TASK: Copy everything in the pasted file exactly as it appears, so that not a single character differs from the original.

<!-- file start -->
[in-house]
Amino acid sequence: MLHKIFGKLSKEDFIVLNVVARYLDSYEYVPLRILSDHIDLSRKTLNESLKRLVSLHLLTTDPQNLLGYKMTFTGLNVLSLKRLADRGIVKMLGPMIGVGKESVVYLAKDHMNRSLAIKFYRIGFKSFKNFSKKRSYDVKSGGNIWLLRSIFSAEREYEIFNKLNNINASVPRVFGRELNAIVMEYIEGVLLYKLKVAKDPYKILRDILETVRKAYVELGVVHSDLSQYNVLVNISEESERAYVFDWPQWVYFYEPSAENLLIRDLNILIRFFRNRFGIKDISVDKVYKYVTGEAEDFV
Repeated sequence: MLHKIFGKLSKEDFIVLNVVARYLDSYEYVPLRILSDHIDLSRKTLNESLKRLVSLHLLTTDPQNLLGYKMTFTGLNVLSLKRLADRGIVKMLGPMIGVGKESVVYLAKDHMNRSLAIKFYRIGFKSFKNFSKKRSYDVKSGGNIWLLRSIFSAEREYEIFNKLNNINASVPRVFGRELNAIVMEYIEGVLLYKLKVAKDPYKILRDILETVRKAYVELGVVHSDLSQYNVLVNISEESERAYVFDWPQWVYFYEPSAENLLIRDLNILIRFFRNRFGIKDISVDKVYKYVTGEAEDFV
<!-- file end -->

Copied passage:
[in-house]
Amino acid sequence: MLHKIFGKLSKEDFIVLNVVARYLDSYEYVPLRILSDHIDLSRKTLNESLKRLVSLHLLTTDPQNLLGYKMTFTGLNVLSLKRLADRGIVKMLGPMIGVGKESVVYLAKDHMNRSLAIKFYRIGFKSFKNFSKKRSYDVKSGGNIWLLRSIFSAEREYEIFNKLNNINASVPRVFGRELNAIVMEYIEGVLLYKLKVAKDPYKILRDILETVRKAYVELGVVHSDLSQYNVLVNISEESERAYVFDWPQWVYFYEPSAENLLIRDLNILIRFFRNRFGIKDISVDKVYKYVTGEAEDFV
Repeated sequence: MLHKIFGKLSKEDFIVLNVVARYLDSYEYVPLRILSDHIDLSRKTLNESLKRLVSLHLLTTDPQNLLGYKMTFTGLNVLSLKRLADRGIVKMLGPMIGVGKESVVYLAKDHMNRSLAIKFYRIGFKSFKNFSKKRSYDVKSGGNIWLLRSIFSAEREYEIFNKLNNINASVPRVFGRELNAIVMEYIEGVLLYKLKVAKDPYKILRDILETVRKAYVELGVVHSDLSQYNVLVNISEESERAYVFDWPQWVYFYEPSAENLLIRDLNILIRFFRNRFGIKDISVDKVYKYVTGEAEDFV